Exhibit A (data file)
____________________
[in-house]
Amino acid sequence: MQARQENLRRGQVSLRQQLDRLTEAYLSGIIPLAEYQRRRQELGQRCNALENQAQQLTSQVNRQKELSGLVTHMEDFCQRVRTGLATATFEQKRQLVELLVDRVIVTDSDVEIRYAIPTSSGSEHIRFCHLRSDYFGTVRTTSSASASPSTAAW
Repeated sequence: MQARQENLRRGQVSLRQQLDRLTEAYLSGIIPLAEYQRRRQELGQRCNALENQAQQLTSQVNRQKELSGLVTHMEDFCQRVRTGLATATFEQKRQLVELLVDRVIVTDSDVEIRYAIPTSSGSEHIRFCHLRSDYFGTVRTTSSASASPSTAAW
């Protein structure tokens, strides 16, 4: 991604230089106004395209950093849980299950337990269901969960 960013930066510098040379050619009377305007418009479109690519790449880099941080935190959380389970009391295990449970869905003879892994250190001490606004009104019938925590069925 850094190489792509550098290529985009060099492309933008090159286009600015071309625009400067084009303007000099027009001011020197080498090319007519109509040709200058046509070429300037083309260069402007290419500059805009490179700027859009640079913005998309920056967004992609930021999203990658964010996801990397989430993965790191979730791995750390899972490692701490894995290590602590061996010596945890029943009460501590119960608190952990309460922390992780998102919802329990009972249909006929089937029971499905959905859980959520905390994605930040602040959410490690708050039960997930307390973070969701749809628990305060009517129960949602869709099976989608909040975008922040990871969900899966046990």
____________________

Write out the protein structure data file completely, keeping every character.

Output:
[in-house]
Amino acid sequence: MQARQENLRRGQVSLRQQLDRLTEAYLSGIIPLAEYQRRRQELGQRCNALENQAQQLTSQVNRQKELSGLVTHMEDFCQRVRTGLATATFEQKRQLVELLVDRVIVTDSDVEIRYAIPTSSGSEHIRFCHLRSDYFGTVRTTSSASASPSTAAW
Repeated sequence: MQARQENLRRGQVSLRQQLDRLTEAYLSGIIPLAEYQRRRQELGQRCNALENQAQQLTSQVNRQKELSGLVTHMEDFCQRVRTGLATATFEQKRQLVELLVDRVIVTDSDVEIRYAIPTSSGSEHIRFCHLRSDYFGTVRTTSSASASPSTAAW
């Protein structure tokens, strides 16, 4: 991604230089106004395209950093849980299950337990269901969960 960013930066510098040379050619009377305007418009479109690519790449880099941080935190959380389970009391295990449970869905003879892994250190001490606004009104019938925590069925 850094190489792509550098290529985009060099492309933008090159286009600015071309625009400067084009303007000099027009001011020197080498090319007519109509040709200058046509070429300037083309260069402007290419500059805009490179700027859009640079913005998309920056967004992609930021999203990658964010996801990397989430993965790191979730791995750390899972490692701490894995290590602590061996010596945890029943009460501590119960608190952990309460922390992780998102919802329990009972249909006929089937029971499905959905859980959520905390994605930040602040959410490690708050039960997930307390973070969701749809628990305060009517129960949602869709099976989608909040975008922040990871969900899966046990």